Interview with Stewart Brand on the 50th anniversary of the Whole Earth Catalog

Originally published at:


After reading Fred Turner’s “From Counterculture to Cyberculture” I can’t help asking myself, though, if Brand’s influence hasn’t done at least as much harm as good.

As a relatively conservative, as counterculturalists went, and fervent anticommunist and thus supporter or at least not explicit opponent of the Vietnam war (he might have gone himself) he helped dissociate the communalist movement and psychedelic counterculture from the wider social movements of the day. His projects have, as they say, tended to have a particular attraction to people of a particular social class, cultural background, skin color, even gender (i.e., to white middle-class males).

And as such, movements like “The Well” helped shape modern Silicon Valley neoliberalism and Ayn Rand-style libertarianism (though I won’t accuse him of being a Randian himself, of course).

And his fixation on tools was ultimately the source of the Republican techno-messianism which WIRED magazine radiated from the get-go.

In a 2006 TED talk on shantytowns/favelas, his disillusionment with the 1960s self-sufficiency drive (which most likely failed because of lack of the kind of skills later developed in permaculture, not because self-sufficiency is in any way impossible), he preposterously claims that people are deserting rural areas because they are “boring” (and not because they’re driven out by property developers and agro-business, their land is stolen, or by floods and earthquakes and other natural disasters), and that slums are actually signs of wealth, since they are areas where “everybody is working” (cleaning rich people like him’s houses, /s).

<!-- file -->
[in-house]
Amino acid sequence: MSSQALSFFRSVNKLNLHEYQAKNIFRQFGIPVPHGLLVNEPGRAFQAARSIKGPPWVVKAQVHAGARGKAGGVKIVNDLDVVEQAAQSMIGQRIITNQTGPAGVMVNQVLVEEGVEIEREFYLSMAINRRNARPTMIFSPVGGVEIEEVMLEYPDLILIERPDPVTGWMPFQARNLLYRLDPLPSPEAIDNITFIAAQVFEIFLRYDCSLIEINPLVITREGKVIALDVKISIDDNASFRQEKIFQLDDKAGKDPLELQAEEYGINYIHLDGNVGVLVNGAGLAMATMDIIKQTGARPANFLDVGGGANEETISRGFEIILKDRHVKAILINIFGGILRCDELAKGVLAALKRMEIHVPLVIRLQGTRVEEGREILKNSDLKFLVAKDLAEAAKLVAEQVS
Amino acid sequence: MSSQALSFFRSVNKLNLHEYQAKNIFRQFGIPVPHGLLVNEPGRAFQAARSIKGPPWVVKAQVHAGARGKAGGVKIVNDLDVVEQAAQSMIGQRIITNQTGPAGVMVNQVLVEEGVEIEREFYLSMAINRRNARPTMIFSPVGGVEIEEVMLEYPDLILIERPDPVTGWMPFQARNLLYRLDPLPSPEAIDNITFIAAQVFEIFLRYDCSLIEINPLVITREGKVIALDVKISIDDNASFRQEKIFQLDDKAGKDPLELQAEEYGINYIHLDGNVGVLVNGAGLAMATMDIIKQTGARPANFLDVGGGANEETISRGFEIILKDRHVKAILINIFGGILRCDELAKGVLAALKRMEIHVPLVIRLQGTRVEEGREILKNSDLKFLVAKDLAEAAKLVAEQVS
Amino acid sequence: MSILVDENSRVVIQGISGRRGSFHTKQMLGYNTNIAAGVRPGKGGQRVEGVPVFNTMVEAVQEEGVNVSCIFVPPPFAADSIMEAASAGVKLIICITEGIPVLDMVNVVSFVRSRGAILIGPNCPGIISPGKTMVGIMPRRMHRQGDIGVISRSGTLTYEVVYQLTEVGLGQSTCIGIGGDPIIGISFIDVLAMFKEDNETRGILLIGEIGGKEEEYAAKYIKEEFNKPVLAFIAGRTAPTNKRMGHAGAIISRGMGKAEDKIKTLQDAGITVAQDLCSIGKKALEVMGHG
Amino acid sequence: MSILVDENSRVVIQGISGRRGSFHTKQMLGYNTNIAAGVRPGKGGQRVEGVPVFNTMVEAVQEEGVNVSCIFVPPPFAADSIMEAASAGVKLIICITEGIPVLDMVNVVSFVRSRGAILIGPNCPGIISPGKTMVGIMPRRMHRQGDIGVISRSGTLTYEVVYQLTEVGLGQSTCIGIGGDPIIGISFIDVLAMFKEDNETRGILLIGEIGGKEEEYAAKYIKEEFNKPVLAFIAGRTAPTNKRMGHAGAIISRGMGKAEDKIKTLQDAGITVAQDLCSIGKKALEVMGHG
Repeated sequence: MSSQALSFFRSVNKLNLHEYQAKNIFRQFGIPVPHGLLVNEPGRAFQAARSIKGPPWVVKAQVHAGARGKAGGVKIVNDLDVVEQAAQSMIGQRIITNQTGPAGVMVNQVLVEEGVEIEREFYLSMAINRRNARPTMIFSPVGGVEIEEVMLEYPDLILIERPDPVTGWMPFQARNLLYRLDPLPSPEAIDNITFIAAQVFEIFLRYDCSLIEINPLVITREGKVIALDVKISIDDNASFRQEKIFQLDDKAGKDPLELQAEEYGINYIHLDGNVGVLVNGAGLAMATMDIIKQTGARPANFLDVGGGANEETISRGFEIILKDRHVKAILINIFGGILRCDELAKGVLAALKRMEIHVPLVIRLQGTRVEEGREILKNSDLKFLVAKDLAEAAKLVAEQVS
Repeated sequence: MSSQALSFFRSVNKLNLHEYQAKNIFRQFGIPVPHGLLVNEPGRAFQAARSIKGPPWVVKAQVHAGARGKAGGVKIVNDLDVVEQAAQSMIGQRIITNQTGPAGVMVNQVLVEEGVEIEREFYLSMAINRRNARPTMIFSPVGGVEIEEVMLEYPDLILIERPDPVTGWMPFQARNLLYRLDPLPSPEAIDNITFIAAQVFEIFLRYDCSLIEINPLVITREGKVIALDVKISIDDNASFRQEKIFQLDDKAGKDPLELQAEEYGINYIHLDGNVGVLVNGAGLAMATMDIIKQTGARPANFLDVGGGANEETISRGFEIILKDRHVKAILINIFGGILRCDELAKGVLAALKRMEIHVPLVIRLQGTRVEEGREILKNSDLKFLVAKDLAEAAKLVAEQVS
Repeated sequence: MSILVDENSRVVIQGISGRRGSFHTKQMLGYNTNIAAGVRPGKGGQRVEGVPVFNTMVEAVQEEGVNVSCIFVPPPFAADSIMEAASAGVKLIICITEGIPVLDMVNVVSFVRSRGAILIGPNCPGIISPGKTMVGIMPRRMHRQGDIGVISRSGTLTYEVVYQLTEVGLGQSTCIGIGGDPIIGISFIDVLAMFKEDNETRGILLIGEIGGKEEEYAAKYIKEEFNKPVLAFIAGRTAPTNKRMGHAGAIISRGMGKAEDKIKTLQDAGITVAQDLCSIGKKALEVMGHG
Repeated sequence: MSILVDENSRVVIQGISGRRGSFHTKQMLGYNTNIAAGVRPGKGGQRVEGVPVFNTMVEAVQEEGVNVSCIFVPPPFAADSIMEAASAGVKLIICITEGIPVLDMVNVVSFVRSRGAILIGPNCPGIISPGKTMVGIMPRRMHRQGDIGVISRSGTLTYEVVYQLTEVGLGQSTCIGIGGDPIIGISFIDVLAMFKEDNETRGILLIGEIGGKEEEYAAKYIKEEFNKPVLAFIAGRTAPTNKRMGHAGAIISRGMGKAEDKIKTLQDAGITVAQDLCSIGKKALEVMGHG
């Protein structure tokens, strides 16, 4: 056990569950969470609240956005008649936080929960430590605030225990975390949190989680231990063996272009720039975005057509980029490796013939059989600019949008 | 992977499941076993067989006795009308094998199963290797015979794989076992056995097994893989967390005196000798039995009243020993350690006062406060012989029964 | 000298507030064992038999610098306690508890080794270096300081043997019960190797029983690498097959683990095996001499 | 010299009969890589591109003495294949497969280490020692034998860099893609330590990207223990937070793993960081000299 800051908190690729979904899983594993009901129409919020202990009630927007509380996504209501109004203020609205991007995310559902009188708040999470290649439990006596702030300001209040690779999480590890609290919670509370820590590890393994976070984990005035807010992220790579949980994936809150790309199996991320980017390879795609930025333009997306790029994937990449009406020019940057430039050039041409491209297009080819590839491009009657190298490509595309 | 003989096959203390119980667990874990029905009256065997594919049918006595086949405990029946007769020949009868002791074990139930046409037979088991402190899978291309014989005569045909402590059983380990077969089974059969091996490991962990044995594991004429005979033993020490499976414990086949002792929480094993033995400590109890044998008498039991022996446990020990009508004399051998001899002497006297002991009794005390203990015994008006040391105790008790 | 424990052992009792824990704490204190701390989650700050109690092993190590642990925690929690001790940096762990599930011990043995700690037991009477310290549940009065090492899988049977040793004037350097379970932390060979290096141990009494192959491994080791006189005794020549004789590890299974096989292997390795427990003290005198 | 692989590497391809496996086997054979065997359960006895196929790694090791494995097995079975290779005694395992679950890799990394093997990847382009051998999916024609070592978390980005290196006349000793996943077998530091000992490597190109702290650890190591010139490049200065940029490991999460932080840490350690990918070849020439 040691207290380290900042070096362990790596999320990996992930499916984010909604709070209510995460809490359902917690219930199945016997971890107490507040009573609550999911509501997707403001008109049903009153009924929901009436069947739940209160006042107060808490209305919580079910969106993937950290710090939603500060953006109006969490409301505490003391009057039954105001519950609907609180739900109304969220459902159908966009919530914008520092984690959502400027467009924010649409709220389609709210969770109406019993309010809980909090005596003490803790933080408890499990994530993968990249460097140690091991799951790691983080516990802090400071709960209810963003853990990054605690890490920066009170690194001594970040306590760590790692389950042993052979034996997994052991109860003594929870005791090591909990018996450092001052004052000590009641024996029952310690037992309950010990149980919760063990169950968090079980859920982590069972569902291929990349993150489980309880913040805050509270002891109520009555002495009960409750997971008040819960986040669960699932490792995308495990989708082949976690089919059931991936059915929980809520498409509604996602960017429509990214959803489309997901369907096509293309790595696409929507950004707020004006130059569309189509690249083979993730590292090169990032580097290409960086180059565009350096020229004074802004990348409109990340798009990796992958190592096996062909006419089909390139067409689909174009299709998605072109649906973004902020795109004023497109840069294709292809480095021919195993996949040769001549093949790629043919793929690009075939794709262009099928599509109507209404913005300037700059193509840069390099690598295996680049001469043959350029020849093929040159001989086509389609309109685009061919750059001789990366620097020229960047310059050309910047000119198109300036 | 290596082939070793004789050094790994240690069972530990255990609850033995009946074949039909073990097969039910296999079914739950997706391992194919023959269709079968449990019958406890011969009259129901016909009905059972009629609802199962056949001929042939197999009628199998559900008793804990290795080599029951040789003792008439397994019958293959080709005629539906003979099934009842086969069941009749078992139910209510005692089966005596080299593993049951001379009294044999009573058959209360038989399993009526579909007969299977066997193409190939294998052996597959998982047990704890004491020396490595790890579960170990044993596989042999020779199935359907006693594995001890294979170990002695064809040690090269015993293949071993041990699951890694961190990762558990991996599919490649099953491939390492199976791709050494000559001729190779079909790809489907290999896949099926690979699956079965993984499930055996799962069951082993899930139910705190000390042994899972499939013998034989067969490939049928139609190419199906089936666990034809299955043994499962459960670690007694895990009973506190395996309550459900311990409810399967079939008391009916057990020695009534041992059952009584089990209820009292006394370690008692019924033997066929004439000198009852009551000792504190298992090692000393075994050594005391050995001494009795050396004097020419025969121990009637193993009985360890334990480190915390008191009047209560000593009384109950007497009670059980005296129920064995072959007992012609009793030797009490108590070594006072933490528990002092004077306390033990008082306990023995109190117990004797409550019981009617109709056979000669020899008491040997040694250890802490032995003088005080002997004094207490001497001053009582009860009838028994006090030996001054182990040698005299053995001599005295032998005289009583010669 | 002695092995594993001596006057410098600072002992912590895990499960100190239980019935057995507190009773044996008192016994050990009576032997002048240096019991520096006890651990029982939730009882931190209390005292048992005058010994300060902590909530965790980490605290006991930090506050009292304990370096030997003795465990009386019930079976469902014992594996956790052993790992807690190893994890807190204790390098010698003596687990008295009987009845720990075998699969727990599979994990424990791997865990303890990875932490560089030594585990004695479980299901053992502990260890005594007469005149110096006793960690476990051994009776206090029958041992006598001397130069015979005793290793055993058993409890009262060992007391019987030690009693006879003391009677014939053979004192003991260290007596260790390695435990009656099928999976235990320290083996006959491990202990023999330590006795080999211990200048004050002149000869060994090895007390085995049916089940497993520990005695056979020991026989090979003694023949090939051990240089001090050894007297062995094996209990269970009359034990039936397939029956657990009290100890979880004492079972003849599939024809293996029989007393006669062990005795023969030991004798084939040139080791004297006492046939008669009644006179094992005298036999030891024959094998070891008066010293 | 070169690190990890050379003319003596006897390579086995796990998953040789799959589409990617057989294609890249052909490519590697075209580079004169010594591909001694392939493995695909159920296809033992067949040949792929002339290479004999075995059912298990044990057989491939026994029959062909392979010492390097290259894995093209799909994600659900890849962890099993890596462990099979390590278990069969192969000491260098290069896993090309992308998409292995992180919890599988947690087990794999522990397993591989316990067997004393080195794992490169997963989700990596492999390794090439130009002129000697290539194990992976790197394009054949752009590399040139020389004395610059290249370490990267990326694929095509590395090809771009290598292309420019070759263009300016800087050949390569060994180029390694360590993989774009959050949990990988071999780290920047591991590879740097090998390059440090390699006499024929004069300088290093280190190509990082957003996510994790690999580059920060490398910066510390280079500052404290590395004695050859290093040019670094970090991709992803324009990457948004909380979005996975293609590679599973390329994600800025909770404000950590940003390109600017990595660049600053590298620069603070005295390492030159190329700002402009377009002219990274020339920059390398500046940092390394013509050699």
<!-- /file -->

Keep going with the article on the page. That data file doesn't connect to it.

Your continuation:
Which is not intended as an all-round condemnation, the many positive contributions of the above are difficult to deny, and I definitely recognize a tremendous achievement. But I do question whether these achievements were, in the end, always or even largely for the good.


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